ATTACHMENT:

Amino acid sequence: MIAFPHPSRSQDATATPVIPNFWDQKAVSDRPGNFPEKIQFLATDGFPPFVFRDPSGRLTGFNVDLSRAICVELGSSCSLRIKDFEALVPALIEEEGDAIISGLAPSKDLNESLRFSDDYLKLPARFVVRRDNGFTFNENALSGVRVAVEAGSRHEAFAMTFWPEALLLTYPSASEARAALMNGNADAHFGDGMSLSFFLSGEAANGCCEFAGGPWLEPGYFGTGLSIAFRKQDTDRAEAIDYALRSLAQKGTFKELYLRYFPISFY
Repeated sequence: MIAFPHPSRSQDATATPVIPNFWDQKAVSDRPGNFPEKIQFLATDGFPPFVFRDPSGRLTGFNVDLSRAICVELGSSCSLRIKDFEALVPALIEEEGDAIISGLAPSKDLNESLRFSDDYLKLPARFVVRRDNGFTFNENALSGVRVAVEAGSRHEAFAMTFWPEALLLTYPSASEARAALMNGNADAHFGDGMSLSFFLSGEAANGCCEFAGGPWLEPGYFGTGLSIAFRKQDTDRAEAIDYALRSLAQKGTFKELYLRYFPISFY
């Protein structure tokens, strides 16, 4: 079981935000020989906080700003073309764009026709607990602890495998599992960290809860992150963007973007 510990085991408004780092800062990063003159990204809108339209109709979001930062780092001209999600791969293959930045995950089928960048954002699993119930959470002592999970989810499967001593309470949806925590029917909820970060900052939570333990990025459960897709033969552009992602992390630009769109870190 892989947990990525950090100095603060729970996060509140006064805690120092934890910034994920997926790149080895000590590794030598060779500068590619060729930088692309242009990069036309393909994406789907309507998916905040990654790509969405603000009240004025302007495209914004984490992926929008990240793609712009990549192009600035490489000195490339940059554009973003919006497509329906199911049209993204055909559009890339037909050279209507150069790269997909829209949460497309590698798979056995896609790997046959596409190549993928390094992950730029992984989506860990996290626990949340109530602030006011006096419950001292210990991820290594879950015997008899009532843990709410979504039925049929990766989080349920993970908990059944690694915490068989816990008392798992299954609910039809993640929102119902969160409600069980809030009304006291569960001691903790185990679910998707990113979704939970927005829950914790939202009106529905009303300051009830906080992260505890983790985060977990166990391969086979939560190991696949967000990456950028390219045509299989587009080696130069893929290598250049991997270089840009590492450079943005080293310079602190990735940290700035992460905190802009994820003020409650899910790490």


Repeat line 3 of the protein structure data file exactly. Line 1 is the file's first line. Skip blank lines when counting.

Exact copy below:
């Protein structure tokens, strides 16, 4: 079981935000020989906080700003073309764009026709607990602890495998599992960290809860992150963007973007 510990085991408004780092800062990063003159990204809108339209109709979001930062780092001209999600791969293959930045995950089928960048954002699993119930959470002592999970989810499967001593309470949806925590029917909820970060900052939570333990990025459960897709033969552009992602992390630009769109870190 892989947990990525950090100095603060729970996060509140006064805690120092934890910034994920997926790149080895000590590794030598060779500068590619060729930088692309242009990069036309393909994406789907309507998916905040990654790509969405603000009240004025302007495209914004984490992926929008990240793609712009990549192009600035490489000195490339940059554009973003919006497509329906199911049209993204055909559009890339037909050279209507150069790269997909829209949460497309590698798979056995896609790997046959596409190549993928390094992950730029992984989506860990996290626990949340109530602030006011006096419950001292210990991820290594879950015997008899009532843990709410979504039925049929990766989080349920993970908990059944690694915490068989816990008392798992299954609910039809993640929102119902969160409600069980809030009304006291569960001691903790185990679910998707990113979704939970927005829950914790939202009106529905009303300051009830906080992260505890983790985060977990166990391969086979939560190991696949967000990456950028390219045509299989587009080696130069893929290598250049991997270089840009590492450079943005080293310079602190990735940290700035992460905190802009994820003020409650899910790490």